The adjective dogmatic means someone who is strongly expressing their beliefs as if they were facts.

Synonyms are assertive, dictatorial, intolerant, or stubborn.

The word origins from Late Latin (1680s) dogmaticus meaning “disposed to make positive assertions without presenting arguments or evidence”, and from Greek dogmatikos meaning “pertaining to doctrines”, from dogma meaning “opinion, tenet”, literally meaning “that which one thinks is true”, from dokein meaning “to seem good, think”.

The students are listening well if the lecture is dogmatic theology.

The dogmatic writer caught the interest of the readers.

His dogmatic decisions brought disaster in history.


The adjective prolific means someone that can produce a great number or amount of something.

Synonyms are abundant, creative, bountiful, or rich.

The word origins from French (16th century) prolifique, and from Medieval Latin prolificus. It comes from Latin proles meaning “offspring” plus facere meaning “to make, to do”.

Liza was a prolific baker in many kinds of bread.

The most prolific poet in the period of Vasas is Samuel Twardowski.

The scientists of this period were numerous and prolific.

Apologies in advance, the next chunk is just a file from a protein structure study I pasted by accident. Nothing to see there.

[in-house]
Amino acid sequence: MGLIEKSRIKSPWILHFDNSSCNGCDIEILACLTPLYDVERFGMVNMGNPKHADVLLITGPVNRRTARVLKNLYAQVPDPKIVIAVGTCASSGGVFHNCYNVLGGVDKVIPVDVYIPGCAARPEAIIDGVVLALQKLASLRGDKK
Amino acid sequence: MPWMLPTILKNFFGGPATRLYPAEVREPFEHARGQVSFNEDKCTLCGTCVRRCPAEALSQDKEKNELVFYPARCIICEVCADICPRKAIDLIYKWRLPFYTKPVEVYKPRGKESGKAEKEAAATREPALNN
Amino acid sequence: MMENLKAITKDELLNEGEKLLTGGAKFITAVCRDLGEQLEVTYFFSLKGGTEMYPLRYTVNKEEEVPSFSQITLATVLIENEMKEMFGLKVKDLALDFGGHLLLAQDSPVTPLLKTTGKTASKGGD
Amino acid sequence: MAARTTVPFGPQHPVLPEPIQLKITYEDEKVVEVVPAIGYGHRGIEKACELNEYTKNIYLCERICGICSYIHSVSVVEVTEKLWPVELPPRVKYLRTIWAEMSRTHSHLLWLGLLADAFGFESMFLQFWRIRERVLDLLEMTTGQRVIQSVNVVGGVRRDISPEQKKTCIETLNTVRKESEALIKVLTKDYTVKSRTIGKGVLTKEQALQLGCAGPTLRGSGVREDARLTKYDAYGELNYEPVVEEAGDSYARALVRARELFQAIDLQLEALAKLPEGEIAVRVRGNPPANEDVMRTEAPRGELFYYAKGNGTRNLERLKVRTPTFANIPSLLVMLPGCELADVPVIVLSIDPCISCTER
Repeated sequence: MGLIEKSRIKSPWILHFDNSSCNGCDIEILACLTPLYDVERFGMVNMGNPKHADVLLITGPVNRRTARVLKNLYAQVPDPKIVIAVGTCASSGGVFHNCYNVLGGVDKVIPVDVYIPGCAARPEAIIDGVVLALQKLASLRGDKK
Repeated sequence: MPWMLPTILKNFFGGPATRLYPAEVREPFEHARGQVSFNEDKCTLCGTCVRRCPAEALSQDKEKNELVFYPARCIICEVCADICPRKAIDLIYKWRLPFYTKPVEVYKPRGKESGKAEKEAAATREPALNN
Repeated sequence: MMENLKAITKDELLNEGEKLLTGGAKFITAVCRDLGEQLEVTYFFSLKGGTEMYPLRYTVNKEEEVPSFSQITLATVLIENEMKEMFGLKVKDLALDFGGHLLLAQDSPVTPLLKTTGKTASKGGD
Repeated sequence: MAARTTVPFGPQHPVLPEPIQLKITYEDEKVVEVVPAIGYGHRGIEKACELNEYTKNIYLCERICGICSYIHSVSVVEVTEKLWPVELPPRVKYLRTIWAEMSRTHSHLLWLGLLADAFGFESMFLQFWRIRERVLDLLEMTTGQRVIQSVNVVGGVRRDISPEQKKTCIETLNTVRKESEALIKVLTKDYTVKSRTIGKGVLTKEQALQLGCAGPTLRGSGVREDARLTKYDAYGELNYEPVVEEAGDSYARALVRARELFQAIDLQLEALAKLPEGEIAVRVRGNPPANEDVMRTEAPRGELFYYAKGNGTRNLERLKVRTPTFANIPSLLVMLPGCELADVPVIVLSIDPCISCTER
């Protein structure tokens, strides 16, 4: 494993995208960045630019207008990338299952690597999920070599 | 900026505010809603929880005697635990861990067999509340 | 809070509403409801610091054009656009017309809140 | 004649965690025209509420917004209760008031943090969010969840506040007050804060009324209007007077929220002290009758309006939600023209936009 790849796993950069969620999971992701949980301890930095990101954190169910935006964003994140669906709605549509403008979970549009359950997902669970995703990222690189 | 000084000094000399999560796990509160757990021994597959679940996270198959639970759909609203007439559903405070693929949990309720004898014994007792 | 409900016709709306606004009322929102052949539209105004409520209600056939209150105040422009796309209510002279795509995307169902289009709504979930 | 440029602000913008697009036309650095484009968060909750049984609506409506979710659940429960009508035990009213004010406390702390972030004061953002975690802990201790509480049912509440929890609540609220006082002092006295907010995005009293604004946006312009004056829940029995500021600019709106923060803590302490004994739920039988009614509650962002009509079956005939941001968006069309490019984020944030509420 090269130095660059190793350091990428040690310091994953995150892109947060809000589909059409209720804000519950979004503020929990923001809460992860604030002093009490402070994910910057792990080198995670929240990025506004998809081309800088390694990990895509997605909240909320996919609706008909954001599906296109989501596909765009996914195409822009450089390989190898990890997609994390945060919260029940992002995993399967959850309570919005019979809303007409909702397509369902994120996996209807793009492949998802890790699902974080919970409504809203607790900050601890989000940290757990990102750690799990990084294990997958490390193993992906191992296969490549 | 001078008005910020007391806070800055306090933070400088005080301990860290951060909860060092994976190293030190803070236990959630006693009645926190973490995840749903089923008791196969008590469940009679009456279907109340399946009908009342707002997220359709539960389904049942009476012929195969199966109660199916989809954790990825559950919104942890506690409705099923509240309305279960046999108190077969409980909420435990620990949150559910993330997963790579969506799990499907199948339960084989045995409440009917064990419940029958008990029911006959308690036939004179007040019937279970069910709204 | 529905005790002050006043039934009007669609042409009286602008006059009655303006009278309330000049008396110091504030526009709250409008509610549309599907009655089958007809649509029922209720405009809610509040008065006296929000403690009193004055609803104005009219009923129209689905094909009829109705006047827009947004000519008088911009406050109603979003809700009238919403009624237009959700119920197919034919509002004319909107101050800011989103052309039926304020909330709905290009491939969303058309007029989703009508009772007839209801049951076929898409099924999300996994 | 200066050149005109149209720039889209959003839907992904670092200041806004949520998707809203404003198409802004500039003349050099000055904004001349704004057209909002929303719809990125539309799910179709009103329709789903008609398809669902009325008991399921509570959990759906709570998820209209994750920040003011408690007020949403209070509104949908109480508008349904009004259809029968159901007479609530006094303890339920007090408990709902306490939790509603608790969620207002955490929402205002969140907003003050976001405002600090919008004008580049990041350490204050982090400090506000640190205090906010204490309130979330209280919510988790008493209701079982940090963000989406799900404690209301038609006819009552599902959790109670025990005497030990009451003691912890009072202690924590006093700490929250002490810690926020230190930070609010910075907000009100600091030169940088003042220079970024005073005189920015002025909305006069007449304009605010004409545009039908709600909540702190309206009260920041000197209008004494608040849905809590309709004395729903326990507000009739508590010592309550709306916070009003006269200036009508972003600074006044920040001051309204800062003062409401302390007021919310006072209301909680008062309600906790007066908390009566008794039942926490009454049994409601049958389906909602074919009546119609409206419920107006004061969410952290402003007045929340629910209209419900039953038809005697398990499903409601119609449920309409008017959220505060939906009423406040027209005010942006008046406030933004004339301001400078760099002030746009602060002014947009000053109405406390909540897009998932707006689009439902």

The adjective audacious means someone who is willing to take risks in order to achieve something.

Synonyms are adventurous, bold, courageous, or foolhardy.

The word origins from Middle French (1540s) audacieux, from audace meaning “boldness”. It also comes from Latin audacia meaning “daring, boldness, courage”, from audax meaning “brave, bold, daring”, from audere meaning “to dare, be bold”. In English, the bad sense of “shameless, unrestrained by propriety” is attested from 1590s.

In their opinion, the plan was audacious to explore the forest.

People can make an audacious decision for their own sake.

So audacious of her to take such action in this situation.


The adjective superfluous means something that is unnecessary or is no longer needed.

Synonyms are excessive, expendable, redundant, or useless.

The word origins from Latin (late 14th century) superfluus meaning “unnecessary”, literally meaning “overflowing, running over”, from superfluere meaning “to overflow”. It comes from super meaning “over” plus fluere meaning “to flow”.

In my opinion, a saint has no superfluous merit.

Her presence at the evening party was superfluous.

The caustic soda becomes superfluous, once the glue is cured.


The adjective ingenious means something or someone who is very clever and involves new ideas, methods, or equipment.

Synonyms are creative, imaginative, innovative, or intelligent.

The word origins from Middle French (early 15th century) ingénieux meaning “clever, ingenious”, from Old French engeignos. It also comes from Latin ingeniosus meaning “of good natural capacity, full of intellect, clever, gifted with genius”, from ingenium meaning “innate qualities, ability, inborn character”, literally “that which is inborn”. It comes from in- meaning “in” plus gignere, suffixed form of root *gene– meaning “give birth, beget.”